Rep. Warren Groen, a perfect-scoring Cornerstone lawmaker from Rochester Ward 3 (Strafford 10), is vying for the district’s single seat so that he can continue to fight for New Hampshire families in the House and as part of the Committee on Environment and Agriculture.
Rep. Groen said his goal in the Legislature, as always, remains “to kill counterproductive bills, prevent the growth of government and shrink it if possible.” He said he was pleased to vote on a number of bills that did just that in the last two years.
Rep. Groen was a co-sponsor of SB 372, the education tax credit bill that will help lower- and middle-class families afford the cost of sending their children to private schools or homeschooling their children. He also co-sponsored HB 1402, sponsored by Rep. Guy Comtois, and helped usher the bill through his committee. The bill builds on Rep. Groen’s law from two years ago that allowed farmers to sell 20 gallons of raw milk per day from their farms without a state license. HB 1402 allows these farmers to sell the products that can be made from those 20 gallons, as well as exempting home kitchens from state regulations if their sales are under $10,000 per year.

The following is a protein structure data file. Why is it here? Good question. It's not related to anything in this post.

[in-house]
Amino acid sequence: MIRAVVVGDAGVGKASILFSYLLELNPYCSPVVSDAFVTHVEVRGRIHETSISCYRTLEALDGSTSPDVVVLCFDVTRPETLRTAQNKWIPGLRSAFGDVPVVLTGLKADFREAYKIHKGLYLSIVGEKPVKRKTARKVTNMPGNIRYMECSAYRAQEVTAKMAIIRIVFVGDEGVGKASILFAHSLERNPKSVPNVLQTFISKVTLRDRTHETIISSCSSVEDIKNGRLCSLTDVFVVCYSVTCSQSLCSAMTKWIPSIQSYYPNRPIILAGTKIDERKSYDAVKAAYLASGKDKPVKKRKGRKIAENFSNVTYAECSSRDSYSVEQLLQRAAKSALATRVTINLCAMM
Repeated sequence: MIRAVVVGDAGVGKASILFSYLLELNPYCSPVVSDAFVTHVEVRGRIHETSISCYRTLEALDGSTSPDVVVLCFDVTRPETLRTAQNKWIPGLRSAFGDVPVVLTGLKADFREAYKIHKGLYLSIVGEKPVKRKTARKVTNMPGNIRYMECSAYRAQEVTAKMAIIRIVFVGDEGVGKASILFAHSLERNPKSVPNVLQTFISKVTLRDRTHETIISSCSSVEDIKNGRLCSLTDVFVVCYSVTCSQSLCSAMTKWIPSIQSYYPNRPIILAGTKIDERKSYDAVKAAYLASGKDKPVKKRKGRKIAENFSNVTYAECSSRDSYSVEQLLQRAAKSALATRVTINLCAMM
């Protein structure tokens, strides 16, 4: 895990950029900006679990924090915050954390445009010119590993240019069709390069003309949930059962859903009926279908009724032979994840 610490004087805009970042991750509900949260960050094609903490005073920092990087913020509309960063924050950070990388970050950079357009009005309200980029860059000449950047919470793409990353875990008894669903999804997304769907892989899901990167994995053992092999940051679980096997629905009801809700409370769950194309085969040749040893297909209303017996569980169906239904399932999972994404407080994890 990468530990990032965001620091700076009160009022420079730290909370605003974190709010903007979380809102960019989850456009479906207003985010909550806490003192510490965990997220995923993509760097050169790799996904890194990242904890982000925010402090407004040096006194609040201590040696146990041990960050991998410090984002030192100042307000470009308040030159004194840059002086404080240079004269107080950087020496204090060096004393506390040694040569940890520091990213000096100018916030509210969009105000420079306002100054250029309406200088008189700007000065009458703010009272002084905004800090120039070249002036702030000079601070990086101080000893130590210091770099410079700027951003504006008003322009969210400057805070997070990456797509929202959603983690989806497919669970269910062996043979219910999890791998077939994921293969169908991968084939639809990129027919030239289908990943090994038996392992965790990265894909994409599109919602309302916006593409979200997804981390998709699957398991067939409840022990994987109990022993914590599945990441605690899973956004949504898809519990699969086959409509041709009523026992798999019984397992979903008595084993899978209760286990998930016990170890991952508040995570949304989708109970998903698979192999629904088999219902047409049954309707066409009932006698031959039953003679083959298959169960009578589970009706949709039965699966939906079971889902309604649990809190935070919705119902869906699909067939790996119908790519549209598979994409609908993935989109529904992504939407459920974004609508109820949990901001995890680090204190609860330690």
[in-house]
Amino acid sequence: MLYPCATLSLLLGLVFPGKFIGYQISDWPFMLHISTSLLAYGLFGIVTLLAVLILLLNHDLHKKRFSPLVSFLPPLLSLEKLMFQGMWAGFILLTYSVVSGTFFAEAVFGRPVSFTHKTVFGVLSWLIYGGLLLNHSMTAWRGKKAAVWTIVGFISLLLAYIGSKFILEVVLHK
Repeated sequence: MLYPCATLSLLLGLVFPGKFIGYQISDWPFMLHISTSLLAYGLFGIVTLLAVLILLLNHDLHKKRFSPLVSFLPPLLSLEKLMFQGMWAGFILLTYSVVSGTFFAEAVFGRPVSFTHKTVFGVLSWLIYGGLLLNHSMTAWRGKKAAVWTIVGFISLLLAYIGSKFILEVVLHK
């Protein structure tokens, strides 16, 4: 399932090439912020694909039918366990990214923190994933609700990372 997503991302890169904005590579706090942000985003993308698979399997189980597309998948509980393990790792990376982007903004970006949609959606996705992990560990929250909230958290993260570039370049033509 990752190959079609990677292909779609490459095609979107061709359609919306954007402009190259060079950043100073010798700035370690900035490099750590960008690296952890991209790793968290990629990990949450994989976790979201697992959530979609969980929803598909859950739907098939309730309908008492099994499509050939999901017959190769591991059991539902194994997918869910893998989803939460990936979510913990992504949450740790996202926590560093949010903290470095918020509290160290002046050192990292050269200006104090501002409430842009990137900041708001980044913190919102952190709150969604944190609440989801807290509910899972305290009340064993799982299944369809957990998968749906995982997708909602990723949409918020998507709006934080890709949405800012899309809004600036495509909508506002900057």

Most of Rep. Groen’s effort went into HB 228, he said, a bill to prevent state funding from going to organizations that perform abortions or make referrals for abortions. The bill eventually died, but Rep. Groen said he intends to bring it back thanks to the encouragement of William Wilberforce and William O’Brien, he said.
“When people have the gall to defend the killing of children, I have the gall to pummel them with everything I have,” Rep. Groen said. “My goal is to speak to the conscience of the House and of the citizens of the State of New Hampshire. I hope and pray that my speech and testimony will give them a new perspective with which to evaluate bills in particular and concepts in general.”
For next session, Rep. Groen said he is working on business friendly bills, a few pro-life bills and a possible prison-reform bill. He also intends to reform the state’s no-fault divorce laws.